Cash-strapped hospital to ask County Council for more funds

WINNSBORO – Going over its year-end financial reports on Halloween night, the Fairfield Memorial Hospital Finance and Audit Committee found the information rather scary.  By the end of the meeting, CFO Timothy Mitchell conceded that, with little reserves going into next year, the Board will need another infusion of cash from County Council by January.

Mitchell moved quickly, however, to put a pretty face on the financial reports for the fiscal year ending Sept. 30, 2017.

“First and foremost, the loss for the month of September ($106,987) is substantially reduced from the previous month’s loss ($282,619). This is driven by improvement in our gross revenue and an increase in the average daily revenue from $35,670 in August to $45,227 in September,” Mitchell said.

However, committee chairman Randy Bright said the hospital has dropped in total gross revenue year after year by $840,000.

Mitchell also noted that it has been an “abysmal” month in terms of collections, and that he was seeing an alarming trend.

“We’re seeing more and more denials for the ED (emergency department) claims because the insurance companies are deeming them not emergencies and denying them as non-covered services,” Mitchell said. “We do have the ability to bill it as a non-covered charge, but the collection experience with self-pay is typically low.”

“We are between a rock and a hard place,” Mitchell said, “because EMTALA (the federal Emergency Medical Treatment and Labor Act) requires that we not turn people away who present for services.”

Bright noted that net patient receivables have also dropped.

“As you get declining revenues, you get declining receivables,” he said, noting that this has a domino effect on reserves and cash balances.

Another issue, Mitchell said, is that even with losses in patient revenues, the hospital continues to see increases in accounts payable (what it needs to pay businesses and vendors) which climbed almost $100,000 in one month.  “That is alarming,” Mitchell said.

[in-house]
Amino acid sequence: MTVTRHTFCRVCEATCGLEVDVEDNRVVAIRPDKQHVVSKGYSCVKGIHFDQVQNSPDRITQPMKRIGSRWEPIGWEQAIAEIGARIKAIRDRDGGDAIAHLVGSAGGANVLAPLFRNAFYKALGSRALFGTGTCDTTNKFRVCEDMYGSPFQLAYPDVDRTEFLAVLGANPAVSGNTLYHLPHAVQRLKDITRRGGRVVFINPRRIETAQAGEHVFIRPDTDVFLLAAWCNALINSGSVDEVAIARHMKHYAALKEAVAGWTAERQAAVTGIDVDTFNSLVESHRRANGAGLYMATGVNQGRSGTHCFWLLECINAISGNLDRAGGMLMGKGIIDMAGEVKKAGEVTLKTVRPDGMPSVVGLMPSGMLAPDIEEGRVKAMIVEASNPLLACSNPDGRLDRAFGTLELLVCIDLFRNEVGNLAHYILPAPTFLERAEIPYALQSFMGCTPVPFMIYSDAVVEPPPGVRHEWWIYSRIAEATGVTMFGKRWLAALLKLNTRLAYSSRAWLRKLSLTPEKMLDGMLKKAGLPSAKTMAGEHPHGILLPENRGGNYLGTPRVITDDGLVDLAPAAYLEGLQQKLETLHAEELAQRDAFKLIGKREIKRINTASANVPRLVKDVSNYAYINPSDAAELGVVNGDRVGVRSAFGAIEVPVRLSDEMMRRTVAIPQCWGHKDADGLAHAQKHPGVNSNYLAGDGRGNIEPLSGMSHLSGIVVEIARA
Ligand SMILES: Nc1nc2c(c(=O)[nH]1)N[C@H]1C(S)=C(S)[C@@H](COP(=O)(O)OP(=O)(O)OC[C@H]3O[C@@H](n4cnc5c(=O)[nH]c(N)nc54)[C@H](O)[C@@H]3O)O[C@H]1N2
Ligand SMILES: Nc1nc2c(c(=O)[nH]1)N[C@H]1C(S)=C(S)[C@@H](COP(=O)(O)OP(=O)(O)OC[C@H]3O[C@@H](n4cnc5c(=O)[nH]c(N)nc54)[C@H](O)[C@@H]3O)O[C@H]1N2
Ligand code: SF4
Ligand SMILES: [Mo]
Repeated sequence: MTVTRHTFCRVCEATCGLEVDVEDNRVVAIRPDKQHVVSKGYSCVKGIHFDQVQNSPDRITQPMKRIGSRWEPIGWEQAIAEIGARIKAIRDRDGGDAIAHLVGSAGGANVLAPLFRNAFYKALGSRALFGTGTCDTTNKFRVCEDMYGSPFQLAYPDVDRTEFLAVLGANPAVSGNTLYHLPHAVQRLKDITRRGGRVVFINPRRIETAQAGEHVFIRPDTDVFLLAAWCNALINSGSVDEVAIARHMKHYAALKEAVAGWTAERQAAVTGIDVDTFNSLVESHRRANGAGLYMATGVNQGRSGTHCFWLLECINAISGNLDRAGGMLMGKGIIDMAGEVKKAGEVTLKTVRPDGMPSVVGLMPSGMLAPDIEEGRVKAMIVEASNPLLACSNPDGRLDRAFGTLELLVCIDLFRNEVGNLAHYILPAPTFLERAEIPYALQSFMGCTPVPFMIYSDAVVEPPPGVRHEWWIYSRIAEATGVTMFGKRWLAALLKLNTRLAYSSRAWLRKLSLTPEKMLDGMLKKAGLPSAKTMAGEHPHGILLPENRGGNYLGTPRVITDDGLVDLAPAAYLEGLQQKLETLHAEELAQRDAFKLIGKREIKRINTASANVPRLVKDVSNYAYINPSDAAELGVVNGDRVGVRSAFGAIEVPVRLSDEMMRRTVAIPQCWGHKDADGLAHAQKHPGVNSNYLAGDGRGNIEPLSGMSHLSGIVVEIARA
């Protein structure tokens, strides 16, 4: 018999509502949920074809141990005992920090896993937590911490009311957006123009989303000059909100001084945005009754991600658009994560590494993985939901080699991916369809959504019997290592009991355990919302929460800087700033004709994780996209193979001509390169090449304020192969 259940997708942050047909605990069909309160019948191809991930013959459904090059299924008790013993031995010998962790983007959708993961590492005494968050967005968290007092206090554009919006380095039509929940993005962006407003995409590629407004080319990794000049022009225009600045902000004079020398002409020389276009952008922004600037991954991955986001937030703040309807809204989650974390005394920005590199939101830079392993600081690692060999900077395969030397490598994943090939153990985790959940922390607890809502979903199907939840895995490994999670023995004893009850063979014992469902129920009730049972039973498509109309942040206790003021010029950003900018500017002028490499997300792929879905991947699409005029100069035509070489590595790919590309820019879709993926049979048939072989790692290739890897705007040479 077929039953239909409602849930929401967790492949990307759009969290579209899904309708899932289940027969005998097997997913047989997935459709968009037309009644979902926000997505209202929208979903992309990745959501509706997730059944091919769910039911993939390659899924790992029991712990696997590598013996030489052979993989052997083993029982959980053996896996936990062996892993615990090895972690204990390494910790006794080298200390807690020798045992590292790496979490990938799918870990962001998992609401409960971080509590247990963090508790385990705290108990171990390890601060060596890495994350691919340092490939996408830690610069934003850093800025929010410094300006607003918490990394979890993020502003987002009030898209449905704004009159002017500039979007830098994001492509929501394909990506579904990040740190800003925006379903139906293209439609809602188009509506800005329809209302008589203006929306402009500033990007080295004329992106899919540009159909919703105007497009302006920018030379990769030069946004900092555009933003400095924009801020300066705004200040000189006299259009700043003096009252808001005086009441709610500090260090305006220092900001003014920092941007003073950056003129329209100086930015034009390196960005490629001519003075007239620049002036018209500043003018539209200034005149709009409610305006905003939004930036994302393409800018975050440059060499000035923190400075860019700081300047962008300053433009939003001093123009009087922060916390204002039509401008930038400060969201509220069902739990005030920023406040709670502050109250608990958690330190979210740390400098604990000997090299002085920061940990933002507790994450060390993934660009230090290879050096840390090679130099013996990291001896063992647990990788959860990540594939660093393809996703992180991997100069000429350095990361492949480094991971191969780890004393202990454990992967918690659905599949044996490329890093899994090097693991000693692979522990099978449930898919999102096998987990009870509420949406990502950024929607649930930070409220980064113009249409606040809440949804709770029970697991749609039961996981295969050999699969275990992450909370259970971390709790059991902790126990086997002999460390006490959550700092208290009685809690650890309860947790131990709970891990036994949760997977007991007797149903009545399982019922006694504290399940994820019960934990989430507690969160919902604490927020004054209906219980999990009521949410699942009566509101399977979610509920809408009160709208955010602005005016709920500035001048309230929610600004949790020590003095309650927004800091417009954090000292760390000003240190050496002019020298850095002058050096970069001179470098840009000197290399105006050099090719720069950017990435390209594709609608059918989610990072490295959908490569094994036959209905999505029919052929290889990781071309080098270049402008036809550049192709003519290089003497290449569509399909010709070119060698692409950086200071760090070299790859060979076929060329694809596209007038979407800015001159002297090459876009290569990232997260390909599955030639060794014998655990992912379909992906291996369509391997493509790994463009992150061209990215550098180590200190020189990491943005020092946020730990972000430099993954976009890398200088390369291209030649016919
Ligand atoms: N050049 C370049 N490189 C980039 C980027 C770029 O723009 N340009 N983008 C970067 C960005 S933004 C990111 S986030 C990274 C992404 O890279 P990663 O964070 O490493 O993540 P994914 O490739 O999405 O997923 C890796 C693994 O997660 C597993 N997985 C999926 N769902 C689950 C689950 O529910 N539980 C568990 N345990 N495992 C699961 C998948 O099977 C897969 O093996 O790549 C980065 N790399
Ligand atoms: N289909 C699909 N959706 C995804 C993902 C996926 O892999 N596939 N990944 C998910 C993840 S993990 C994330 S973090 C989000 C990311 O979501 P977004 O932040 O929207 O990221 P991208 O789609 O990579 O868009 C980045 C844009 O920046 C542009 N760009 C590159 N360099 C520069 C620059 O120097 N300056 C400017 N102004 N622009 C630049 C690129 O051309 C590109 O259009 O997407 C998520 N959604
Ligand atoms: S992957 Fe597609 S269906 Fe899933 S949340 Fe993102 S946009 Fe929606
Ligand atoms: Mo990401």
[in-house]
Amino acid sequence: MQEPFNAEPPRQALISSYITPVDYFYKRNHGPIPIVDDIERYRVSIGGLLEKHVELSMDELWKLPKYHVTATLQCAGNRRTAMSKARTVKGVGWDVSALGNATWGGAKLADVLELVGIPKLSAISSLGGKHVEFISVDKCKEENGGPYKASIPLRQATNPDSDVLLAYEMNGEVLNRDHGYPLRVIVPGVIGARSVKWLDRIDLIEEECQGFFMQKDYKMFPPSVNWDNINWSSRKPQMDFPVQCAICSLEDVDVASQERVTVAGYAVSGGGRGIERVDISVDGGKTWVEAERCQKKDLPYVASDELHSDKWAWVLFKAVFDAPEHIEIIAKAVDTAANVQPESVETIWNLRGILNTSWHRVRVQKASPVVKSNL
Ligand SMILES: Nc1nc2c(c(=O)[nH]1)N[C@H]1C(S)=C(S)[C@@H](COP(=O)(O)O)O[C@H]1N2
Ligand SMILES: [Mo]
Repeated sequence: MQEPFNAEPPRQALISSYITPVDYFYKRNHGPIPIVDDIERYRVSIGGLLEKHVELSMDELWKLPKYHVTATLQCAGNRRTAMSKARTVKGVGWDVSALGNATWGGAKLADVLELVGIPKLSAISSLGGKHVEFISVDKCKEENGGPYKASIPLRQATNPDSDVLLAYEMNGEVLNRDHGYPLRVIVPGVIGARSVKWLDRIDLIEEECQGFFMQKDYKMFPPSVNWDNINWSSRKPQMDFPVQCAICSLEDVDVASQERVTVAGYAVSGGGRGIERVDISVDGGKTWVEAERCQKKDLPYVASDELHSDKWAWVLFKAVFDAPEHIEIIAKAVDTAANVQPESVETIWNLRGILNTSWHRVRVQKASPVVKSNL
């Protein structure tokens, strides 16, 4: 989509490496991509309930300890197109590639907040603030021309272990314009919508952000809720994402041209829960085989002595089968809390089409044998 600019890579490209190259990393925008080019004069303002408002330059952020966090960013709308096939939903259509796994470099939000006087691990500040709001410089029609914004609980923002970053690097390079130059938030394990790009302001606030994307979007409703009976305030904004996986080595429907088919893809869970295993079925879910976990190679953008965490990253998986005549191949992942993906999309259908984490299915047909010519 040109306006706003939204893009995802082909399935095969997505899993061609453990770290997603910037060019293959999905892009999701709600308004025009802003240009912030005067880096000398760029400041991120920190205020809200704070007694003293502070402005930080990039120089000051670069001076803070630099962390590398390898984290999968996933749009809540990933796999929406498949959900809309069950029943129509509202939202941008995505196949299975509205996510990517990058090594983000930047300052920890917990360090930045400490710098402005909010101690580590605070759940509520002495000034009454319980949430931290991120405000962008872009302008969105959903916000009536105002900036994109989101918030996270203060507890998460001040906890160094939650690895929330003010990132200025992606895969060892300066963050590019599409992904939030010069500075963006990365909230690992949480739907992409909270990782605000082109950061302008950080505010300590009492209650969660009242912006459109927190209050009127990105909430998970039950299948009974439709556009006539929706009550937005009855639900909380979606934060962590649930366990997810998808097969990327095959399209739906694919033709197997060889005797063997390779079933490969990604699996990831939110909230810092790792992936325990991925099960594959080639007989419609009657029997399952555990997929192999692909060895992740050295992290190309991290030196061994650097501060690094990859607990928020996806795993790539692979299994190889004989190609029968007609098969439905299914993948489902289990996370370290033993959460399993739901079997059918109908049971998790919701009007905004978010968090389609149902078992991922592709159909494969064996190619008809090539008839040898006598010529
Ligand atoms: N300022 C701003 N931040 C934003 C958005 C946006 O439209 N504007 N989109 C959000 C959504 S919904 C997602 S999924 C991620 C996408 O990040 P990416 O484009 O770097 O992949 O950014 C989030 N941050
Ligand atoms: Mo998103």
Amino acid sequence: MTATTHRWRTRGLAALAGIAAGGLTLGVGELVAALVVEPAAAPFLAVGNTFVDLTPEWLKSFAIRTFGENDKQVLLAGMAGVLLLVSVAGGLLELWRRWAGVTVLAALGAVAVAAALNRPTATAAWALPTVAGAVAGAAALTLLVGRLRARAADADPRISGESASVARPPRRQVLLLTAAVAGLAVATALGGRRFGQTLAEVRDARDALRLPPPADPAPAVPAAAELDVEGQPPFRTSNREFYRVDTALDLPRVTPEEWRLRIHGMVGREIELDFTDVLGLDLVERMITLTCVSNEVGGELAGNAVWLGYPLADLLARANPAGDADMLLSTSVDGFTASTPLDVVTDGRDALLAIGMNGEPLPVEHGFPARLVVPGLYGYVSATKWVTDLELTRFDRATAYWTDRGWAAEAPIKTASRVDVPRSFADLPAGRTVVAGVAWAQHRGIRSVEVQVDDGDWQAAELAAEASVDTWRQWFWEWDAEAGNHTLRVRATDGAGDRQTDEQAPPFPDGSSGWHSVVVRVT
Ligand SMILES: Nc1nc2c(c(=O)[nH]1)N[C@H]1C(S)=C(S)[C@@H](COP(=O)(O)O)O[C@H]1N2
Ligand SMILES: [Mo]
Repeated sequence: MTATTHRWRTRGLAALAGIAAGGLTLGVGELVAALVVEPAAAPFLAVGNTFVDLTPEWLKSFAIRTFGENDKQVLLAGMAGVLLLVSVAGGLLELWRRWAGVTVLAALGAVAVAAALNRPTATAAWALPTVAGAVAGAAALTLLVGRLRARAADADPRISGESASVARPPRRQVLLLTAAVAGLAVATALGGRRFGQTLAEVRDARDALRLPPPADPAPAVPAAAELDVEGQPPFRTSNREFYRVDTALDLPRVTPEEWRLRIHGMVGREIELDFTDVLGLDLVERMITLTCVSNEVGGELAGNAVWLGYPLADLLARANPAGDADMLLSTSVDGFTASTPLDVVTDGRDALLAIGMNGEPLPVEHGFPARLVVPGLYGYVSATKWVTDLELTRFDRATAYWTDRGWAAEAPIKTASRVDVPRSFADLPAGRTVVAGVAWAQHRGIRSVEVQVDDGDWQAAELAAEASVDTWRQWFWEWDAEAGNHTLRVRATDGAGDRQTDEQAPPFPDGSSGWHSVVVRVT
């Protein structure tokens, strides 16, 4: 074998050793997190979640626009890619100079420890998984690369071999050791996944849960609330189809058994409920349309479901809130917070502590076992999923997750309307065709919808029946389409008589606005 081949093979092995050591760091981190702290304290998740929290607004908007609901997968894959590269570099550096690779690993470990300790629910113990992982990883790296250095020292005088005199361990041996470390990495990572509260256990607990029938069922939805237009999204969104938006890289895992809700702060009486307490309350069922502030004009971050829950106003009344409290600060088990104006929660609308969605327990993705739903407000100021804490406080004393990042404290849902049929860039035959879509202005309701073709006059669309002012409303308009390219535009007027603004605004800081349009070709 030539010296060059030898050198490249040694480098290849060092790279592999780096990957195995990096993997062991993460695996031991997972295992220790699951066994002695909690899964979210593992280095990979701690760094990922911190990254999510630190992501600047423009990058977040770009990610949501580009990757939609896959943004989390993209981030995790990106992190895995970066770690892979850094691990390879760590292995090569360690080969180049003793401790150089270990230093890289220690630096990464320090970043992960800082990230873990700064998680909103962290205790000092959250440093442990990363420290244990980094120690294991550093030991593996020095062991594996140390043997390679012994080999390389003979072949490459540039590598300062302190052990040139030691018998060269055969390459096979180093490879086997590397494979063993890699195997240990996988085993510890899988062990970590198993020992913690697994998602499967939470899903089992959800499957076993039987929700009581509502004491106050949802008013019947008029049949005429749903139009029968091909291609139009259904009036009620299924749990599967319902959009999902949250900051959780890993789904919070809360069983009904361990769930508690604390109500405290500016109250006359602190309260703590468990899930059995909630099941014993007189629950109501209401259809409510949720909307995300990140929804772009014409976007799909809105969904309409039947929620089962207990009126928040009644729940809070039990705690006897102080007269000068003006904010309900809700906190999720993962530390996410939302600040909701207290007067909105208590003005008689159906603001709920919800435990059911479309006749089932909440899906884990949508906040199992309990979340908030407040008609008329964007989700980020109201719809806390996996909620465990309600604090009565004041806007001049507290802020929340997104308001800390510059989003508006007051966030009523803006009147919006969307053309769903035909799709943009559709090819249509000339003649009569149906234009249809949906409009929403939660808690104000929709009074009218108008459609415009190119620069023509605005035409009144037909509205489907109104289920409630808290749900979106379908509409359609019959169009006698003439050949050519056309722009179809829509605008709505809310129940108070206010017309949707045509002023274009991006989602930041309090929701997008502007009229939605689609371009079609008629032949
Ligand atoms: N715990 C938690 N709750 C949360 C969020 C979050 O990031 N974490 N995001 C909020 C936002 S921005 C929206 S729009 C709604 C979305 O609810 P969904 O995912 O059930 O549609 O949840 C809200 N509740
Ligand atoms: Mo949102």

Cash balances were also looking slim, Mitchell said.  By the end of September, he said the hospital had only four days of unrestricted cash and only 21-22 days of total cash on hand, including cash that the Board had previously decided to restrict.

“What this means is that we have very little reserves, as we go into the next year,” Mitchell said.  “Of course, in January, we will make another DSH payment and will need another appropriation from the county.  That will bring the cash balances back up, along with normal patient collections.”

“That’s if we don’t make any changes to our fiscal plan or the services we are offering,” Smith said.  “That would be extra cash coming in if we won’t be paying out for expenses.”

“If we were to eliminate any services, obviously,” Mitchell said, “since the hospital would not have to pay the salaries or benefits associated with those services.

“That makes it essential for us to streamline before the end of the year,” Smith said.

“And that means making tough decisions about certain departments,” Board member William Turner added.

“Now is the time for us to start to wrestle with those questions.” Mitchell said.

“We’ve never stopped wrestling with those questions,” hospital CEO Suzanne Doscher replied.

Mitchell also reported that the 2015 hospital financial statement audit is essentially complete, and that he expects to schedule a meeting to review it soon.  He also said he is setting dates for the 2016 audit and his goal is to have the 2017 audit done by the end of the first quarter.


  1. Mike Davis says

    Boy… how many times have we heard that…

  2. Linda LaRose says

    Can they set up a clinic, separate from the E.R., like a hospital I went to in Denver, CO? Then they could bill insurance, and only take the “real” emergencies to the “real” E.R., which is where they took me that day. Triage could separate out the skinned knees and head colds from the concussions and strokes, etc.

  3. Wanda Carnes says

    Shut it down. Sorry, but reality is reality. Cannot continue to support a failing system!

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